Lynne d Johnson



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09.19.03 04:55 AM

have you seen the superproducers?

My love for WIRED has waned a great deal since its early days. For one, it's that it's a Condé Nast publication now. For two, and given all the recent discussions about what it means to be a black blogger, in reading WIRED you'd think that black contributions to future culture and tech, in general was damn-near nil. Other than the superproducers cover featuring Timbaland, I think I can remember only two other covers featuring black folks, and one of them wasn't even real. As for the superproducers article, you've got Felix Da Housecat, Timbaland, and half of The Neptunes. The intro in the article states: "Now the production wizards themselves are rising up from the digital underground, armed with unlimited content and unprecendented control." Since my argument is that hip-hop beatmakers have held a symbiotic relationship with tech since day one, this list, even of recent-day "black" super-producers seems a bit low numerically. I could come up with a long list, but I'll just keep it short with King Britt and RZA, to name two. But maybe I'm being too black here, in my contention that is. Or maybe, I just have an overall problem with how WIRED gets down, better yet doesn't get down, with black folks in future culture, or tech in general.

Here are the other two covers that I can remember featuring blackness:

Jada made it in, not for playing Niobe in Reloaded, but for starring in (well not really her) the Enter The Matrix video game. And John Lee, earned his cover, no doubt for being the baddest (and I didn't say black) hacker to key on a Commodore 64. He later earned sparing WIRED ink for his notorious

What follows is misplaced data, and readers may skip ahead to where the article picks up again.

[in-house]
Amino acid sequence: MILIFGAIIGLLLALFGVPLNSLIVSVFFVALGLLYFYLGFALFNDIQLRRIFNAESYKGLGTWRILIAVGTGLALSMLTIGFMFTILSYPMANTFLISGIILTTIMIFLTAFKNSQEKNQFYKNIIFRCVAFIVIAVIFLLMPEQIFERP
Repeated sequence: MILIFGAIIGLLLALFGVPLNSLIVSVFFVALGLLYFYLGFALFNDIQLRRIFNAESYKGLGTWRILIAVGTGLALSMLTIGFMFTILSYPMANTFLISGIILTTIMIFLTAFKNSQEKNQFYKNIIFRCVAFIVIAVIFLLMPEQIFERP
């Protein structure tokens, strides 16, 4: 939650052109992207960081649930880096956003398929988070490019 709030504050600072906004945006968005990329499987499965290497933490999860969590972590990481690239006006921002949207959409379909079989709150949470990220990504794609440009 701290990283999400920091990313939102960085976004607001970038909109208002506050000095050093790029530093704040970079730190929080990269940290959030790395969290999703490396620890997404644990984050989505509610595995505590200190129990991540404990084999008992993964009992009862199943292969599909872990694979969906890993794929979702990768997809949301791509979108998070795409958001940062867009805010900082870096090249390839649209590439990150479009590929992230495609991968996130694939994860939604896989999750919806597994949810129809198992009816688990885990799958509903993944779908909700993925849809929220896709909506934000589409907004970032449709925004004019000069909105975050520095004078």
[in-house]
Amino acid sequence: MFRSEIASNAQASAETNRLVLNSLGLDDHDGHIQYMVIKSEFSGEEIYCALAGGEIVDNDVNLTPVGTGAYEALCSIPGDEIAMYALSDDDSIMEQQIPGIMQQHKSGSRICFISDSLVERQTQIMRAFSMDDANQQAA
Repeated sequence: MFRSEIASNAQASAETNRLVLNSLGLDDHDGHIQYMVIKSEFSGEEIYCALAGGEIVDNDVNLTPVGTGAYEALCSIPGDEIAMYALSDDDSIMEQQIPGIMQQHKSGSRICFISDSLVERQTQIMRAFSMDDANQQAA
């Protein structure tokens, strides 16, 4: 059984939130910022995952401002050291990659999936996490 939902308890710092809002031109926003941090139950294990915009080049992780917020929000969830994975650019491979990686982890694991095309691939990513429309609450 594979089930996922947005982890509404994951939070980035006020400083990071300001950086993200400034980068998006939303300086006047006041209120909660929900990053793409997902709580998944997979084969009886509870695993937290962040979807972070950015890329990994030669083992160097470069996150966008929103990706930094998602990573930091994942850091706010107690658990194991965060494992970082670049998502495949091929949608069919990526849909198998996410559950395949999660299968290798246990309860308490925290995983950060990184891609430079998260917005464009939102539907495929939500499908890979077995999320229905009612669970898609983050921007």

You might ask what my beef is? Well I live in Brooklyn baby. And that was home to McLean Mashingaidze Greaves, who founded Cafe Los Negroes in 1994. It had a four-year run as a community oriented site, featuring original articles, audio and video files, and chat rooms. BK is also where Omar Wasow set up New York Online, which did receive a little WIRED street cred back in '95. If you don't know what NYO is, it was Omar's original Black Planet, minus the smut. Also, as Donald has mentioned, BK was home to the first black-owned cybercafe - owned by
Rebecca Walker
and Angel Williams. Having participated in these folks cultural productions, I have a stake in how blacks are represented (or not represented) in the world of computer-mediated communication and culture.

When I have met folks like John Lee, who is now making films, or DJ Spooky or Beth Coleman (DJ M. Singe), who both use computers to make music, or Adario Strange, or even just dialogue or just listen to all these folks on the afrofuturism list serv, such as Art McGee - I know there are "other stories to tell about culture, technology, and things to come." I want to be one of the people telling those stories, because I know I can't expect anyone else to tell them for me or to me.

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